It may seem obvious, but a central aspect of these technologies is to try to attach appropriate statistics to something you see by eye in the microscope image. As much as this statement essentially brings all of cell biology under the umbrella of HCS, the reality in the field can be a quite a bit different. A big pharma drug discovery group may be interested in a toxicity profile of 200,000 potential drug candidates whereas an academic researcher may want to accurately quantify the cell-by-cell behavior of lipid droplets under varying conditions & time points, 5 images at a time. The speed, flexibility, accuracy and costs needed to set up these two scenarios would vary wildly.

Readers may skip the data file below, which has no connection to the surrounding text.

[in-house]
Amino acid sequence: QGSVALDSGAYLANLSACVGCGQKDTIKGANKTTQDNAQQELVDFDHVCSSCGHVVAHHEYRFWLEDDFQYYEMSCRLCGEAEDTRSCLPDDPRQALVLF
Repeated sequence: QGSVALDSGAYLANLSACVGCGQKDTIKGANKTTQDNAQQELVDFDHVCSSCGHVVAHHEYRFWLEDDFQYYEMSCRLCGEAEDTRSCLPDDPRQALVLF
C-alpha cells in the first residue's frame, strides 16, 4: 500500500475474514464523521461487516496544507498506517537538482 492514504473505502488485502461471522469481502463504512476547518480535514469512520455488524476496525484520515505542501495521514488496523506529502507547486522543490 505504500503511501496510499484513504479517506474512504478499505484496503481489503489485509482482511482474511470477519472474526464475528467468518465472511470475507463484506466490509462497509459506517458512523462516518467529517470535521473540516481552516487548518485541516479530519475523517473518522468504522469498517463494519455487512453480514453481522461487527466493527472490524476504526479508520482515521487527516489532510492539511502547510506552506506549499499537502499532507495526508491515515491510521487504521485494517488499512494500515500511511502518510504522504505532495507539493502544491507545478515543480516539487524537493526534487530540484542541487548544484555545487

Along the same lines, it’s important to consider how open, flexible or dedicated you need the systems to be over time. As we are all intimately aware, microscopy images for biology tend to be highly variable. All the vendors have analysis packages and “validated” assays. These are great if you perform that exact assay. The challenge comes as you want to do something 10% different than the standard or want to compare results from different systems. It takes a certain amount of knowledge and the right kind of flexible tools to make the required adjustments.